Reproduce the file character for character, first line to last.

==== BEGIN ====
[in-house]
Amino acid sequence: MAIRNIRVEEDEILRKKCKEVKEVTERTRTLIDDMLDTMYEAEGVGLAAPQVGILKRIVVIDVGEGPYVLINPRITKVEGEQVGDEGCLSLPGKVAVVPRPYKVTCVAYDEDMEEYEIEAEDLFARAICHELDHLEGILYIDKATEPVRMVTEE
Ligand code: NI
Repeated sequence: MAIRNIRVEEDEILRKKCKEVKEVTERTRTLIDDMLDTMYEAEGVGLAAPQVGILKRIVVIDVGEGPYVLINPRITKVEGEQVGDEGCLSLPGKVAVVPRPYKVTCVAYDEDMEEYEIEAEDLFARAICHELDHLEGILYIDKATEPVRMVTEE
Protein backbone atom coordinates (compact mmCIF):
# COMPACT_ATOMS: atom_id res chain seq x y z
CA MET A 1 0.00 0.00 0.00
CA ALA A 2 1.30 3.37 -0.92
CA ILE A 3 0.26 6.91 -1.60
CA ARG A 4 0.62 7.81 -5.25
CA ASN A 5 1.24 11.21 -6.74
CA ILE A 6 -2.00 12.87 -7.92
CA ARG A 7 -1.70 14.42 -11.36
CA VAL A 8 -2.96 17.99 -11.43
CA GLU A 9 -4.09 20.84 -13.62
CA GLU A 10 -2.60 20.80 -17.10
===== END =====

[in-house]
Amino acid sequence: MAIRNIRVEEDEILRKKCKEVKEVTERTRTLIDDMLDTMYEAEGVGLAAPQVGILKRIVVIDVGEGPYVLINPRITKVEGEQVGDEGCLSLPGKVAVVPRPYKVTCVAYDEDMEEYEIEAEDLFARAICHELDHLEGILYIDKATEPVRMVTEE
Ligand code: NI
Repeated sequence: MAIRNIRVEEDEILRKKCKEVKEVTERTRTLIDDMLDTMYEAEGVGLAAPQVGILKRIVVIDVGEGPYVLINPRITKVEGEQVGDEGCLSLPGKVAVVPRPYKVTCVAYDEDMEEYEIEAEDLFARAICHELDHLEGILYIDKATEPVRMVTEE
Protein backbone atom coordinates (compact mmCIF):
# COMPACT_ATOMS: atom_id res chain seq x y z
CA MET A 1 0.00 0.00 0.00
CA ALA A 2 1.30 3.37 -0.92
CA ILE A 3 0.26 6.91 -1.60
CA ARG A 4 0.62 7.81 -5.25
CA ASN A 5 1.24 11.21 -6.74
CA ILE A 6 -2.00 12.87 -7.92
CA ARG A 7 -1.70 14.42 -11.36
CA VAL A 8 -2.96 17.99 -11.43
CA GLU A 9 -4.09 20.84 -13.62
CA GLU A 10 -2.60 20.80 -17.10